Big Blue Nation and the University of Kentucky recently won its’ 8th NCAA men’s basketball national championship (editor’s note: originally published on April 26, 2012). Head coach John Calipari and his much-publicized dribble drive offense finally got his first national title after a near miss with the University of Memphis in 2008 against the Kansas Jayhawks. Though Coach Cal added to his already spectacular career, the dribble drive did not really add a national championship to its resume.
The last two months of the season, including the tournament, saw the Wildcats run more set plays than many of Coach Cal’s past teams. This was not because it doesn’t work. It wasn’t because the dribble drive was even bad for this group of talented players. No, he went away from it because they were good running it but not great running it. They were #1 in the nation running it, but there was some doubt that they would win a national championship in March running the dribble drive offense.
Like Coach Cal, I love the dribble drive. My team runs it. But, just like Coach Cal, I love winning even more. He was willing to change and adapt. He did what was needed to achieve his and his team’s goals. How many times have we been stubborn and stuck with something because it should work or because it worked in the past?
One day when I was a teenager, I crossed the street unconcerned about crosswalks and oncoming traffic. My mother got a hold of me and gave me the riot act. “Mom, why are you so mad. Pedestrians have the right a way”, I told her with a wise-guy grin that teenagers have long perfected. She responded with a statement that I have remembered often, “You may have the right a way, but you will be dead right!”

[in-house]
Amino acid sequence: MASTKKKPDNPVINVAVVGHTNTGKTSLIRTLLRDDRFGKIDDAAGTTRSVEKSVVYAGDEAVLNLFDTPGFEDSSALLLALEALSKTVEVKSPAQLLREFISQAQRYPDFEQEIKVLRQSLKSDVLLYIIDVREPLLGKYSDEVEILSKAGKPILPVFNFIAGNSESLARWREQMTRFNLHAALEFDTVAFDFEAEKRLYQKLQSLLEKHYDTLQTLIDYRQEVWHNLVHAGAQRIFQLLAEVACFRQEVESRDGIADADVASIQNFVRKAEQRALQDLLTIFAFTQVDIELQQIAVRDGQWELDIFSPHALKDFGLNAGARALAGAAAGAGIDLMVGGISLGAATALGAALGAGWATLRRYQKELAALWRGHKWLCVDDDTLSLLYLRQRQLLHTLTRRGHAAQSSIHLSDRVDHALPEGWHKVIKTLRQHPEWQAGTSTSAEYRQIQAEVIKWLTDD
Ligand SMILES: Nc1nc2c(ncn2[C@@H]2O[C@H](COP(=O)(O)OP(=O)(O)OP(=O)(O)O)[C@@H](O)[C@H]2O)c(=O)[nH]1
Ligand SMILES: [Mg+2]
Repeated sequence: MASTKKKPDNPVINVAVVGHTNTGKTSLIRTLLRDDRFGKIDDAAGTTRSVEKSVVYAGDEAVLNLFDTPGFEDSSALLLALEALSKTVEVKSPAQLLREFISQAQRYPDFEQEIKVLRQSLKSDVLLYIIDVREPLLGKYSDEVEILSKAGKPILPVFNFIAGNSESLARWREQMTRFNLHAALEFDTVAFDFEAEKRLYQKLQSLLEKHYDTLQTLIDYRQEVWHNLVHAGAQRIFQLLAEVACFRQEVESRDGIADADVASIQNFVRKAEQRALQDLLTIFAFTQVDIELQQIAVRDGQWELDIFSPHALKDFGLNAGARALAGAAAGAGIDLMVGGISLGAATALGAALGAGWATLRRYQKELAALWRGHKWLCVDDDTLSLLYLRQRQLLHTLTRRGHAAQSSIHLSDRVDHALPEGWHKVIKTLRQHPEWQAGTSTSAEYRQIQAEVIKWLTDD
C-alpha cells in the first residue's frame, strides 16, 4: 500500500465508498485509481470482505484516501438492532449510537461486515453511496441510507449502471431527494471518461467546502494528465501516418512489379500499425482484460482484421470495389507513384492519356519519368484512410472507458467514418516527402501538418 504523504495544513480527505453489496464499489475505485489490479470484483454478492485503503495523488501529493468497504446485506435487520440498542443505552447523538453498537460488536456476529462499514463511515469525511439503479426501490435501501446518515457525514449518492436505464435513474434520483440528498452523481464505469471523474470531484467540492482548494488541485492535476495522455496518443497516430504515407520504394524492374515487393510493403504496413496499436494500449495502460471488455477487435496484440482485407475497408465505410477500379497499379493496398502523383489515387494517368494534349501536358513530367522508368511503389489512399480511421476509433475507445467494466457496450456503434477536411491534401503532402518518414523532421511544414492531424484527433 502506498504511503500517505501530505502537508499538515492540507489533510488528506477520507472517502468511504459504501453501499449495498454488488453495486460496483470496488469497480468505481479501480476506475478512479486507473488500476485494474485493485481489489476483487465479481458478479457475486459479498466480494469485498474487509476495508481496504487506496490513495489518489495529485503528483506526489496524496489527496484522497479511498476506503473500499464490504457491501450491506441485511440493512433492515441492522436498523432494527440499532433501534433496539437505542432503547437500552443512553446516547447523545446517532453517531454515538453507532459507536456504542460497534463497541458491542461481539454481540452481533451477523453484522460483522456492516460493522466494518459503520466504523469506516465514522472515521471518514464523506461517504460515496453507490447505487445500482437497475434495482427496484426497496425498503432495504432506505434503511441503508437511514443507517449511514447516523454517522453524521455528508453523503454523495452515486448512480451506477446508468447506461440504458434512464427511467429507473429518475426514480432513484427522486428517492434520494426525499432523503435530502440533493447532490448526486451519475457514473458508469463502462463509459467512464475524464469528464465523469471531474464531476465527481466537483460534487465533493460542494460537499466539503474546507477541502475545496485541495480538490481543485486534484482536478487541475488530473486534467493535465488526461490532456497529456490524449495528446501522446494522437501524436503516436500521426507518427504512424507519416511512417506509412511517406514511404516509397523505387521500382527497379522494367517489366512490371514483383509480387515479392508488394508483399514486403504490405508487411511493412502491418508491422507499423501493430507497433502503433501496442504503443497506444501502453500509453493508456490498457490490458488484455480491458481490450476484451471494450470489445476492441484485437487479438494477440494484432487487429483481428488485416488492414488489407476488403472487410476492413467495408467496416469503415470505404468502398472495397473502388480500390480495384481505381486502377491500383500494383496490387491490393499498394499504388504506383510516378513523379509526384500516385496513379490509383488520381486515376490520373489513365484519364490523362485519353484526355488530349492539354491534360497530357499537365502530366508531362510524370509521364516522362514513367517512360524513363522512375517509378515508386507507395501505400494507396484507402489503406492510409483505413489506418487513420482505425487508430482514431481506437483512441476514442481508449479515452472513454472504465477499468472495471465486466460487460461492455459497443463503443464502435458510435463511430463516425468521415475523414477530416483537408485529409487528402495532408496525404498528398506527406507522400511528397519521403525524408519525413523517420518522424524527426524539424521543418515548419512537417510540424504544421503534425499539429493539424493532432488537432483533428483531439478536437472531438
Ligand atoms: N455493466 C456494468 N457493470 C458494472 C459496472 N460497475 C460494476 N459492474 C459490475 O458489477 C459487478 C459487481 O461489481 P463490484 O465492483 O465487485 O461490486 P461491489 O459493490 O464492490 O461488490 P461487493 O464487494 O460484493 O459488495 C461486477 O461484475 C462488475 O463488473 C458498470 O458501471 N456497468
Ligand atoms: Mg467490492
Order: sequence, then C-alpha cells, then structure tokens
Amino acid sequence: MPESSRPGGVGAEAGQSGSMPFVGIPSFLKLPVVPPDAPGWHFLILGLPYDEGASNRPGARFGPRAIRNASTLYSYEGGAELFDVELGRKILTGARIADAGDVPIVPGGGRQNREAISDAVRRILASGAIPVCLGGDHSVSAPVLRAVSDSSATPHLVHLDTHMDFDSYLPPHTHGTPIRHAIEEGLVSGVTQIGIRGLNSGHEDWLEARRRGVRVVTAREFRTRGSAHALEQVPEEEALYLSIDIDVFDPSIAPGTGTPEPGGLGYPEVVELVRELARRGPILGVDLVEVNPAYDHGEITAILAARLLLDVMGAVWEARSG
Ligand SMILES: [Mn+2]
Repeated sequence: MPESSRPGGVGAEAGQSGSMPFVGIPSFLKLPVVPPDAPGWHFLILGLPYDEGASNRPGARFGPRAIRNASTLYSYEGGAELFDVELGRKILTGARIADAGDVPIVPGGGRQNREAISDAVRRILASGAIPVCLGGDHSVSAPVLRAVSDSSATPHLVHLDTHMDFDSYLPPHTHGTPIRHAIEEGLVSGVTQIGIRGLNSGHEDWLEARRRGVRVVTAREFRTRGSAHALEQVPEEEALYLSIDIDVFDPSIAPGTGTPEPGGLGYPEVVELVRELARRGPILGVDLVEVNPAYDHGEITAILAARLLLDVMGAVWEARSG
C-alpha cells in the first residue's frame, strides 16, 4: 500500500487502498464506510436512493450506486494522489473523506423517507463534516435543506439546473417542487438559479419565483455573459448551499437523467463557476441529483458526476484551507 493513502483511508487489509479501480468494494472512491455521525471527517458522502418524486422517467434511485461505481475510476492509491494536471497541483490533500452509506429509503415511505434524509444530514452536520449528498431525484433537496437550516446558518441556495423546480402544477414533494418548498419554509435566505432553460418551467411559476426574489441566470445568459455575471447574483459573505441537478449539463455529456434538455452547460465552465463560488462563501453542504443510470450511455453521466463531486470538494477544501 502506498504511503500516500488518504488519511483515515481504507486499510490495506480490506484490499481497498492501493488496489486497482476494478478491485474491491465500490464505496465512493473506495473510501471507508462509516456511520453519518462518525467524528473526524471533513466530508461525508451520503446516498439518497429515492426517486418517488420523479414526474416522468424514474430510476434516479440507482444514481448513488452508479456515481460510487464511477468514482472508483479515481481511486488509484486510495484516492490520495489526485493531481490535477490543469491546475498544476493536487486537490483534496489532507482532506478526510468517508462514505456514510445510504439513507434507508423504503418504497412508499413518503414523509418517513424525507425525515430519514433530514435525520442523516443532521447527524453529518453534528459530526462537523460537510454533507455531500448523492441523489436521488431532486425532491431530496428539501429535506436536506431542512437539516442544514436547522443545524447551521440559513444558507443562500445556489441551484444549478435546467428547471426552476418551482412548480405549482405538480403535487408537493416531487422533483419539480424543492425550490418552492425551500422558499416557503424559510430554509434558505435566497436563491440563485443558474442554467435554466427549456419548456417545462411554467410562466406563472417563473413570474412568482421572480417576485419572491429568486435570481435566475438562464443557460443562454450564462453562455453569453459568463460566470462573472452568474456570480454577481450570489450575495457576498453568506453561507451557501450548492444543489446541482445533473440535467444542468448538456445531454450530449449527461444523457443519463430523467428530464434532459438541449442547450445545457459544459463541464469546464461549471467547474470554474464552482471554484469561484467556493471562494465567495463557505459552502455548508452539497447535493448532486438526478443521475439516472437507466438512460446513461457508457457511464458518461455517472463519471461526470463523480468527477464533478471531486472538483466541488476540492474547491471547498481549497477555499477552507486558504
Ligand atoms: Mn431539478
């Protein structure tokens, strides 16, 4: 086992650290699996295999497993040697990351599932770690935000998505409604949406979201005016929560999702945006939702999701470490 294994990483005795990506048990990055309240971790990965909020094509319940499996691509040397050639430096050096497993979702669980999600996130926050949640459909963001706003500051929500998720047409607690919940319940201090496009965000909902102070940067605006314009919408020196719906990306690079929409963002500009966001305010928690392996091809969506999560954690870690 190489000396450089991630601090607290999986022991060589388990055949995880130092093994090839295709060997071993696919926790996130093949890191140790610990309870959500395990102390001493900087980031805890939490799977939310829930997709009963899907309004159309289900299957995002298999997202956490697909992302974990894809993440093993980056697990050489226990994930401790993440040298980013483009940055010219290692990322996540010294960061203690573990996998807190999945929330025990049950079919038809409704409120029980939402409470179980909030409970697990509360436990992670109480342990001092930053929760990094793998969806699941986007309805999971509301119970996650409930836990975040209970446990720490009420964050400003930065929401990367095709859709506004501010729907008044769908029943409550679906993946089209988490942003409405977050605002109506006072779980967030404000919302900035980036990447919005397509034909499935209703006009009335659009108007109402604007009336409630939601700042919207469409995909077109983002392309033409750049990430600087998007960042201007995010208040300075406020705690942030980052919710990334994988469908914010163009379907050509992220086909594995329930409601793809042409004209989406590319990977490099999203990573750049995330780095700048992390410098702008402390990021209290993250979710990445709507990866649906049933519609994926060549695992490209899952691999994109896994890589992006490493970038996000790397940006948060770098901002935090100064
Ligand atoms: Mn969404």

Our offense, our defense, our opinions, our actions, our strategies….everything that we do needs to constantly be evaluated to discern whether or not it is still the best to achieving our goals and being as successful as possible. Doesn’t matter if it is basketball, our jobs or our personal lives. Sometimes we need to change direction. Sometimes we need to adjust in order to be successful. This isn’t like being a kite…whichever way the wind blows, you go.
At the end of the day, we have to ask ourselves “what is the best way to do this”. Too many times we get into a rut and stay in our comfort zone. Fortunately for Big Blue Nation, Coach Cal wasn’t satisfied with being really good. He did what was necessary to be the best.